Solo practitioner, The Speed Firm
• Emory University, English and women's studies
• Emory University School of Law, 1999
Laurie Speed-Dalton is a relative rarity: a plaintiff's attorney working solo or assisted only by an associate taking on medical malpractice cases notorious for their complexity, cost and—in post-tort reform Georgia—high likelihood of failure.
For Speed-Dalton—a champion swimmer currently training for a 10-mile open-water race—navigating those tricky legal shoals means she must be extra careful in selecting and shepherding cases through the courts.
"It's really challenging; that's probably what kept me from doing it sooner," says Speed-Dalton, who left personal injury boutique Chambers, Aholt & Rickard in 2009 to strike out on her own. "It's easier to spread the risk among several partners. It can't be just a good liability case. You have to be very choosy, so I make sure they're really good cases because I'm investing thousands of dollars myself."
Speed-Dalton says she rejects many more clients than she accepts.
"If I'm going to take the time to review a stack of medical records, I'm either going to help them, or sit down with them and explain why they don't have a case," she says.
Speed-Dalton's fervor is at least partly explained by her own history. When she was a teen in Chattanooga, Tenn., her father was a victim of medical malpractice, forcing him to give up his law practice.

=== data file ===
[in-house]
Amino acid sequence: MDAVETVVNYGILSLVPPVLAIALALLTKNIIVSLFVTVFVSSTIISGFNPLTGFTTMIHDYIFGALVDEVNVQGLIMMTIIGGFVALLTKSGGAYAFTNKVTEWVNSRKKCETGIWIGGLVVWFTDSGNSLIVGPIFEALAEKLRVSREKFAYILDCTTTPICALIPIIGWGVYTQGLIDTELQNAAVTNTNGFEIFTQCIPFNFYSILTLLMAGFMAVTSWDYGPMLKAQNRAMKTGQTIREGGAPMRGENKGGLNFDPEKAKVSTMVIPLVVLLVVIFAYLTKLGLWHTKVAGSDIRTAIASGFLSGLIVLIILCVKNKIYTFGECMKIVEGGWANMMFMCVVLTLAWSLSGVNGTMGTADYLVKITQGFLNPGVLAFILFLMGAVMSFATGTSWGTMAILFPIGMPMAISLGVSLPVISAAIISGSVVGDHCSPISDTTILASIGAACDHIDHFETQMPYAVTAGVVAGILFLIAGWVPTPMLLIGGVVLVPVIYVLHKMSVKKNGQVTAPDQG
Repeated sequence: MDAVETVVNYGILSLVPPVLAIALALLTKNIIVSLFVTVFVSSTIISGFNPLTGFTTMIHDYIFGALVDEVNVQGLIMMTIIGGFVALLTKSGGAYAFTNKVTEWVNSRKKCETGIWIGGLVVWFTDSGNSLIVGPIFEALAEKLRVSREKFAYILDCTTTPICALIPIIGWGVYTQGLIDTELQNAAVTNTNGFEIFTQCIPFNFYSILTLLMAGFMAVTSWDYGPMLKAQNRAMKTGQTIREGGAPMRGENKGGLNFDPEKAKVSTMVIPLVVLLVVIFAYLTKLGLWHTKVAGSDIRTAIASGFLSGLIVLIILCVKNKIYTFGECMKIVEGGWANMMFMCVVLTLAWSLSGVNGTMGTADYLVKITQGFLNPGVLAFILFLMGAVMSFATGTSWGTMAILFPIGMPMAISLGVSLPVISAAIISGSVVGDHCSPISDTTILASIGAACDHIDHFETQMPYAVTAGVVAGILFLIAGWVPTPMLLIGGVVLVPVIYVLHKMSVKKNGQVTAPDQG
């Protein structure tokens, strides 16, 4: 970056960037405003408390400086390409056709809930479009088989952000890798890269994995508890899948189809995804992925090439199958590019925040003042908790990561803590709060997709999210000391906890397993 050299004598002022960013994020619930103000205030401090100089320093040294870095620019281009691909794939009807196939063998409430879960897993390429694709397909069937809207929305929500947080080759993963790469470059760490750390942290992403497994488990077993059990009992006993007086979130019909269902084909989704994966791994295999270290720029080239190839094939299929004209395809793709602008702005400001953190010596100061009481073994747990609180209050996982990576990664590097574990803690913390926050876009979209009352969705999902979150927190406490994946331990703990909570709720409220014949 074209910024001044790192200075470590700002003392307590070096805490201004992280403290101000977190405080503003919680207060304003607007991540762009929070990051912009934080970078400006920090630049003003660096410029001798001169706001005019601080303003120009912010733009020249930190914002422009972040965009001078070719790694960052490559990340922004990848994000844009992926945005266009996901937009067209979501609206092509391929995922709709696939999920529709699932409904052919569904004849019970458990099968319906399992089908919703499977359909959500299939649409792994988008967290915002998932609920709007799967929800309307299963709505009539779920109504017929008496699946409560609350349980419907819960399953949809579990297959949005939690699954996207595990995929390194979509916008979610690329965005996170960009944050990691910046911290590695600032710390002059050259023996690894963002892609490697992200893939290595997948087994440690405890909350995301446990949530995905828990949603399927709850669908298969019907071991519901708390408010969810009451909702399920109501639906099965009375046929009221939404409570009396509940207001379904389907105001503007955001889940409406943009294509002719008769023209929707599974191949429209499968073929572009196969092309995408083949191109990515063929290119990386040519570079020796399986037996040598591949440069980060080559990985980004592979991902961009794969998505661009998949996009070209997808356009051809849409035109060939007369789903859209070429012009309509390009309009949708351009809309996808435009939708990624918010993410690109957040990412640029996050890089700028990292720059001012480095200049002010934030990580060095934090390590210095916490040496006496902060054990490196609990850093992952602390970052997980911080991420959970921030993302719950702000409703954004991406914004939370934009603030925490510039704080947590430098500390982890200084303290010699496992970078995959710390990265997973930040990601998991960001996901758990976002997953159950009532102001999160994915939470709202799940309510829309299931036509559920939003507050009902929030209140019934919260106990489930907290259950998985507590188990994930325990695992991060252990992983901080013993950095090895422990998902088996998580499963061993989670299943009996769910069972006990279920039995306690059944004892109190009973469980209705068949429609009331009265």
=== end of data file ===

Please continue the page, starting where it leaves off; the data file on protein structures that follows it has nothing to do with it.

Even in high school, Speed-Dalton contemplated a legal career. "I always had kind of an advocate's personality," she says. "I tended to take on causes and pull for the underdog."
When she was offered a chance to attend Emory University as a member of the swim team, Speed-Dalton jumped at the chance.
"I wanted [to live in] a more progressive, diverse city," she says.
Upon graduating from Emory Law in 1999, Speed-Dalton signed on with what was then Chambers, Mabry, McClelland & Brooks. The following year, five partners left to form Chambers Aholt, taking her along. Speed-Dalton started off handling insurance defense and premises liability cases, but left the med-mal cases to her colleagues.
"I thought I didn't want to do that because my husband is a doctor," Speed-Dalton says.
That changed in 2005, when the General Assembly passed the package of legislation known as tort reform.
"It bugged me when that passed, and we had all these laws restricting patients' rights," says Speed-Dalton, who was then serving as president of the Georgia Association for Women Lawyers.
"A lot of lawyers left the [med-mal] practice then, and I discovered I had an expertise. These are tough cases, and the statistics are against us," she says. "I saw a report from MAG Mutual that says they'd tried 65 cases and won 60." (The insurer's 2012 annual report says it had a winning trial record of almost 90 percent.)
"Laurie is really unique in her practice field," says Christian Torgrimson of Pursley Freise Torgrimson. "Plaintiffs' lawyers have a reputation for being sharks and ambulance chasers; she's not like that at all, It really speaks to an ethical level that lawyers often don't have."
Speed-Dalton is well aware that those in her profession often are targeted for criticism. Married to an orthopedic surgeon, her practice choice makes "it a little difficult for cocktail party conversation," she says.
"It's a politically charged issue, and trial attorneys who do med-mal are often demonized," she says. "It's easy to do—until you need one."